We have few critics that combine more elegance of taste with extensive reading, and liberality of sentiment, than Dr. John Jortin. He was elected Fellow of this college [Jesus College] in 1721. His writings are various, and all possess merit: the most considerable being his Remarks on Ecclesiastical History, and his Life of Erasmus, published in 1758. It is founded on Le Clerc's French Life of Erasmus, published in 1758; and, indeed, though with considerable additions, is a translation of it. Jortin owed much to those indefatigable critics, and his Life of Erasmus is one of the most useful pieces of biography in the English language. Jortin took his M.A. degree in 1722; and in 1755 his friend Archbishop Herring conferred on him the degree of D.D.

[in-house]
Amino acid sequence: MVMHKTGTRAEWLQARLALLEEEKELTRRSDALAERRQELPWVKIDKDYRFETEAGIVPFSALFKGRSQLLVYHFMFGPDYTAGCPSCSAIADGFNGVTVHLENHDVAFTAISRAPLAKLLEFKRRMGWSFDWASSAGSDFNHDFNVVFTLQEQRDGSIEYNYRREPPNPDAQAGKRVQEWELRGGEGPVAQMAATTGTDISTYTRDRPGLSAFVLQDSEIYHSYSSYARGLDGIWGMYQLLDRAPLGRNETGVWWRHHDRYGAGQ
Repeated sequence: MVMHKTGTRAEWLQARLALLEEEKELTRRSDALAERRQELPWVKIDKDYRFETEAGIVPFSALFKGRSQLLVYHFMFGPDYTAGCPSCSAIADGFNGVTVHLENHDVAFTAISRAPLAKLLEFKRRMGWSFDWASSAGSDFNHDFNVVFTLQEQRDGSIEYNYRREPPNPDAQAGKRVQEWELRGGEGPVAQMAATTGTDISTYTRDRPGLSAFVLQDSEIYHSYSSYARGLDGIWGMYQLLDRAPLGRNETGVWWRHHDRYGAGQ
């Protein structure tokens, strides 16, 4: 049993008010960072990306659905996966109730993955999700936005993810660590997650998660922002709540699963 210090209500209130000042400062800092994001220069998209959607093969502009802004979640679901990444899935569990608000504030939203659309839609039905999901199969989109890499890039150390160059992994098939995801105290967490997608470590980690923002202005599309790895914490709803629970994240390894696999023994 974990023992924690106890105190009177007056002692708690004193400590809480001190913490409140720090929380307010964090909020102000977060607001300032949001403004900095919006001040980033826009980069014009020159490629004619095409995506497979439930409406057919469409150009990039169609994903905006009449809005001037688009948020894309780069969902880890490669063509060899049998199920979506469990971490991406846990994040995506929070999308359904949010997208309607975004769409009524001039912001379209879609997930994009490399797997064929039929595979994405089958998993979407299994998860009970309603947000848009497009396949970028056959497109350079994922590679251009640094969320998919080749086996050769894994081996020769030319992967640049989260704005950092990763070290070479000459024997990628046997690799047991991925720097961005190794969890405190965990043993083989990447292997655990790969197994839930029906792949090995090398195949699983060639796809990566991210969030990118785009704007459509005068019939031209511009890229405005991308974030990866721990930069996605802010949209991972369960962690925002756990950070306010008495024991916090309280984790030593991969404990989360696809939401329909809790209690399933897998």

Jortin's Lusus Poetici, being Latin poems, much and very justly admired, were first published in 1722. To an abusive poem, written against them by some person of Sidney College, Jortin replied as follows—
Angry reformer of the times,
The Lord have mercy on thy rhimes:
Thy verses have an ague got,
They are so very cold and hot.